It should be noted here, too, that the mortgagee is not left simply “holding the bag.” Prior to the granting of the loan, the Bank, or other lending institution, assessed the creditworthiness of the loan applicant, appraised the value of the property, required and received adequate security for repayment of the loan. In essence, then, the Bank and the debtor/homeowner are partners of a sort in the debt/loan - that is, each believed that with the given circumstances, present at the time and for the foreseeable future, the debtor would be able to repay and, in the unfortunate event of a default, the home’s value would be sufficient collateral for repayment of the debt. When those circumstances change, due to no fault on the part of the debtor, why should he bear the total brunt of the adverse effects? Especially while we’re bailing out Goldman Sachs, and paying their executives millions in bonuses for their “astute administration” of the company? Even the rich, as well as well as those in the middle and lower-income group, have their problems and foibles. The more successful lost much in the recent stock market crash (401(K)s, retirement accounts, etc.) - assets and resources they relied on for financial security. Moreover, many found themselves unemployed when their employers went out of business or bankrupt.

I’ve met very few debtors who awaken each morning and think “I’m going to screw my creditors today.” Many of them rob Peter to pay Paul for months, make monumental sacrifices, sell everything they own, borrow from family members and friends, and yet remain unable to meet financial obligations. They have no choice but to walk away from an underwater property (the debt far exceeds the value), try to salvage something from a bad situation, and attempt to regain some financial stability. Of course, the mortgagee forecloses its security interest in the property, and obtains a judgment for any remaining deficiency, which the debtor is legally obligated to pay. The debtor/homeowner is often obliged to file bankruptcy, and his credit is severely impaired. I think an analysis of this problem requires more than an “us vs. them” mentality.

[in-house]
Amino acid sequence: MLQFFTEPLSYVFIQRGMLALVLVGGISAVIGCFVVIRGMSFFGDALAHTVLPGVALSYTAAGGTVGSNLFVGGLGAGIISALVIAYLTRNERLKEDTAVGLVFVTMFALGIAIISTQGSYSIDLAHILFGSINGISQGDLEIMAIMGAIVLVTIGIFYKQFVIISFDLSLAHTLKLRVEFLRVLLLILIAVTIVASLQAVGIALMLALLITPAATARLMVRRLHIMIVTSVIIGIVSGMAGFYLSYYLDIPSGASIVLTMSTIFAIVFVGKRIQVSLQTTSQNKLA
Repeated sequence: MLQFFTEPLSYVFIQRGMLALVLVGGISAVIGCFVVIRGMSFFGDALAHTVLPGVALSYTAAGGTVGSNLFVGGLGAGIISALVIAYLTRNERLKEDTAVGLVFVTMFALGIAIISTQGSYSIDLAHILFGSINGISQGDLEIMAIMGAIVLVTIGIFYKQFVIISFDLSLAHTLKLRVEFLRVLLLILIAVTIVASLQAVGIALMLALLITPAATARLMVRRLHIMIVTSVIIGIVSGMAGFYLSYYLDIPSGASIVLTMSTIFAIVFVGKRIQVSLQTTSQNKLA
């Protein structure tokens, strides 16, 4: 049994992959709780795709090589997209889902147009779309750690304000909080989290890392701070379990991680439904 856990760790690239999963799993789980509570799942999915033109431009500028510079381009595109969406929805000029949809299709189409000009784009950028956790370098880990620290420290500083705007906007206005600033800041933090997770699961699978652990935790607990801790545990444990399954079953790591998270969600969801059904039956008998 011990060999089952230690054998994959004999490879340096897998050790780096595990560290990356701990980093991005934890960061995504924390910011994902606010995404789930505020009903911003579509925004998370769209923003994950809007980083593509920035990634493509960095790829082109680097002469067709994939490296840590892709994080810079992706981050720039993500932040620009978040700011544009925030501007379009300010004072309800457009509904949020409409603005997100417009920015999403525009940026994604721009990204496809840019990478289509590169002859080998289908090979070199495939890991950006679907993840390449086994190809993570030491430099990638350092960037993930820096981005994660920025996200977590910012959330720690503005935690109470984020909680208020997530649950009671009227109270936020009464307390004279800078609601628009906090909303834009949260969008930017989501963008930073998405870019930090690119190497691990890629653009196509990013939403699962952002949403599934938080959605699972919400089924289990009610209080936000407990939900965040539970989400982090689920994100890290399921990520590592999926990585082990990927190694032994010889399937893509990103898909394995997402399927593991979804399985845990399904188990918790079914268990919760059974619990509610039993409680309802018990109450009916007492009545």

11:27 AM  
Blogger weinerdogzrule said...

Without belaboring the point, I believe that even the wisest and most fiscally conservative among us (rich, poor and everyone in-between) can miscalculate, misjudge, and make serious financial errors and blunders. All in good faith. And I don't believe that our citizenry regards doing what is legal, and in one's own best financial interest, as "morally abhorrent."

Although our society has eliminated debtor's prisons, it seems that many are unwilling to grant "moral" clemency to those who have made financial missteps. Especially if they are (or were) rich, and their missteps involve bigger numbers and more zeros. Just easier to point the blame at "them", because they have so much more, they're not struggling hard enough (as are we) to do what's right... Right?

3:58 PM  
Anonymous Anonymous said...

Please define 'rich'(in $), HH.

3:22 PM  
Blogger HH said...

Giving this request the answer it deserves will require more than Comment space. Tomorrow's column topic is already determined by an historical anniversary, so it will be a few days.

5:05 PM